Danielle Klebes brings her recent series of paintings, “Aimless Pilgrimage,” to Rutland’s 77 Gallery, and it’s an invigorating view.

In this series, Klebes focuses her attention on people or groups of people who are about to experience changes. Is a storm on the horizon? Will an accident happen? Did he hurt himself?

Klebes’ paintings have the stop-action effect of a snapshot. There’s a riot of color, an overload of activity, considerable fun and high-spirited collaborating. In these paintings, people are together doing specific things: dancing, climbing, hiking, poking a campfire. But even in the group pictures, look for the person who is alone. Find the one who is present, but not part of the action. Find the person with no face, just a smear of paint. Think about what that means.

Klebes’ characters — for that is how they seem — are painted in a representational way, but the sets for their dramas are often slightly abstracted or patterned. Though the paintings are not precisely narrative, there is the potential for narrative in every one of them. They remind me of writing prompts, always posing questions: What if? What next? What’s wrong?

For example, in “Etoniah,” two young men on a path are responding to a small wound on one of their arms. They are on a golden path in a magic forest. Klebes gives her players a woodsy scene dappled with light, grounded in black, with leaves of the very best green. But it’s the bark, the pink tree bark, that makes the magic. And the two men ignore the fabulous forest to focus on the scratch on one’s arm. It’s so human of them to do that. And looking, you might wonder if they will take the hike? Will they acknowledge the pink and purple tree bark? Will they recognize that they are surrounded by wonder?

A few of Klebes’ paintings are of a portrait nature: paintings of one person only. Again, she has set them in a way that prompts narrative thinking. In “Headroom” a young man is apple picking, in “Funboy” a young man approaches the edge of the picture plane swimming in a blue pond. He’s about to emerge from the picture entirely. A contemplative girl sits by a campfire in “Four Bucks a Bundle.” These people are alone, have left the groups and seem peaceful by themselves.

To me, the paintings in this series work on perception the way Impressionist paintings do. From a distance, the image presents itself as a whole. Move in on it, though, and you see how Klebes painted layers of contrast and color that land on your eye in a keenly bright stew. These backgrounds, in particular, are indecipherable on close view, but coagulate as you step back.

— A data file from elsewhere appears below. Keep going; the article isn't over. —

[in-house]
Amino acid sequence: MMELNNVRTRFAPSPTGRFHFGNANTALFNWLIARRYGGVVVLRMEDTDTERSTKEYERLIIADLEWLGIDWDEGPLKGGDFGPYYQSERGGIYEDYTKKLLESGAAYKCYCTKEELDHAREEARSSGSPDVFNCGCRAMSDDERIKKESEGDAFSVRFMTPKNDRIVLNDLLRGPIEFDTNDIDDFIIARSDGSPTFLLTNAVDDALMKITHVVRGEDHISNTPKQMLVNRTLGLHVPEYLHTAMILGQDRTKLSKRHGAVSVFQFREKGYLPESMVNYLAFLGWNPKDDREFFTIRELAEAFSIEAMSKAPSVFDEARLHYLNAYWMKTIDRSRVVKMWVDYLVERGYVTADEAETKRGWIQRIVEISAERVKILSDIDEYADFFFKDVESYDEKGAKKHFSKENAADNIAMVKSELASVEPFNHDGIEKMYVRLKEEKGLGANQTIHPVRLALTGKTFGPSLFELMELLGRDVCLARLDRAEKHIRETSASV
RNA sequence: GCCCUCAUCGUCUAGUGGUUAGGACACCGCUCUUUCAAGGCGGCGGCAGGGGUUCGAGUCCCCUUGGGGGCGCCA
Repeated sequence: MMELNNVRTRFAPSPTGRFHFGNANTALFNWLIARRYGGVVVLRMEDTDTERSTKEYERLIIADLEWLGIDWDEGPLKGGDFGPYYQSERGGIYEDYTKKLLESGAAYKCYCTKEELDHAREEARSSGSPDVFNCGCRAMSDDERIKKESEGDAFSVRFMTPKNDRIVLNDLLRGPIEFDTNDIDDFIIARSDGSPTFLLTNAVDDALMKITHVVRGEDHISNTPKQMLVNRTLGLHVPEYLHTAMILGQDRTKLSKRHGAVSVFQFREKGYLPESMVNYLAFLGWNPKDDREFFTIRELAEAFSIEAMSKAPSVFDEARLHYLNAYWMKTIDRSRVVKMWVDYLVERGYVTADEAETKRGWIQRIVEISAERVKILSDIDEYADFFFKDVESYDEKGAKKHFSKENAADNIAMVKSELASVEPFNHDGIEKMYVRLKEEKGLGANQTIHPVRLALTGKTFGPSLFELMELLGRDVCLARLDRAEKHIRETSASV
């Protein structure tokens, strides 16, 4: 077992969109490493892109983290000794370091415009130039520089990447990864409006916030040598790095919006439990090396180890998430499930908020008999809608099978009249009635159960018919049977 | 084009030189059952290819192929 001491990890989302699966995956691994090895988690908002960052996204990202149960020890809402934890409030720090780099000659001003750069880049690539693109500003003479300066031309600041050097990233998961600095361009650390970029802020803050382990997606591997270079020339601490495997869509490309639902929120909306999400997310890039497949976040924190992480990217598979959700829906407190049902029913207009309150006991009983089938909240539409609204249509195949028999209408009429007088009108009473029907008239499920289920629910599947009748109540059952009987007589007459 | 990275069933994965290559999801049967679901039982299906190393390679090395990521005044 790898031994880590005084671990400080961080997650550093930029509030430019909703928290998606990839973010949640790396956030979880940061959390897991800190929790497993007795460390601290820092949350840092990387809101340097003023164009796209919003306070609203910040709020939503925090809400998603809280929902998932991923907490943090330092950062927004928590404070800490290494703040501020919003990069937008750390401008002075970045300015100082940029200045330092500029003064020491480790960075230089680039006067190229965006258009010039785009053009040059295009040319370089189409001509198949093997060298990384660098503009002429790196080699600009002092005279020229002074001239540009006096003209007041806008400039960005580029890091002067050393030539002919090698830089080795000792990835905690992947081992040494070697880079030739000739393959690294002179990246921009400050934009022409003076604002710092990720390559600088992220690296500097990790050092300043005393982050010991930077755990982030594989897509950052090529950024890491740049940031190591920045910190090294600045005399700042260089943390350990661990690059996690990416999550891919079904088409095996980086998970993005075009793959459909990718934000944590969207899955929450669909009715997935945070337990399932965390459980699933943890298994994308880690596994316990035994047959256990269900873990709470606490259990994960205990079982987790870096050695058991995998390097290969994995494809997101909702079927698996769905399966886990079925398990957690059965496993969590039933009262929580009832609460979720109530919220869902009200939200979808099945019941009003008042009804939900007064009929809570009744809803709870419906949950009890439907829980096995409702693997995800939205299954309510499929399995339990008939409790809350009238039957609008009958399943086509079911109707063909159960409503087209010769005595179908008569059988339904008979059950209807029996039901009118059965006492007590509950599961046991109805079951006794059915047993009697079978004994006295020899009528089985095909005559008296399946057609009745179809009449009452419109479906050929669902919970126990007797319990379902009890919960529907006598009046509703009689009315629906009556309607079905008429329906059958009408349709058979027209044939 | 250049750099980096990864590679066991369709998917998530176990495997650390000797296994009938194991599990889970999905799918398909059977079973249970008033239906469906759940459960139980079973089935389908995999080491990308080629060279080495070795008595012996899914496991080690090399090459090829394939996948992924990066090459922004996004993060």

“Aimless Pilgrimage” is a good example of Klebes’ painterly tools. Seven figures are sitting, standing and walking upon a golden grassy plain. Above them a blue sky fans its diagonal rays, all of which point to a blunt tree in the mid ground. The painting is interesting in at least two ways: content and technique. First, the techniques Klebes uses span the gamut of straight representational depiction, to patterning on the golden plain, and big fancy blobs of paint for the tree leaves. Smooth painting, doodle painting and paint laid on the canvas like pudding.

The subject, though, is what makes this painting breathtaking. The seven people are gathered in a wide-open space; but they are not paying any attention to one another. What are they doing by this big tree, wandering randomly, ignoring everything? And look at those two figures back in the middle ground. Their figures are bisected by the horizon, and actually the figures are fading — the horizon line obscures them a little. Are they disappearing? Is this a metaphor for death?

So, I think the word is provocative. That’s the word to describe this exhibit. It will delight and warm you with its active, colorful abundance. But if you move in and look closer, you’re going to find that these works ask a lot of you as a viewer. Questions abound, and the answers are only in your head. Klebes gives you no answers: just parts of stories about people on the verge of something.

To visit the exhibit, you must enter through the front door of the 77 Grove building, and you’ll find the gallery to your left. Feel free to walk down the hall to the gallery space and make yourself comfortable with Klebes’ tribe of young humans, each doing their own thing. Take your holiday guests down to 77 Grove St. for a tour.

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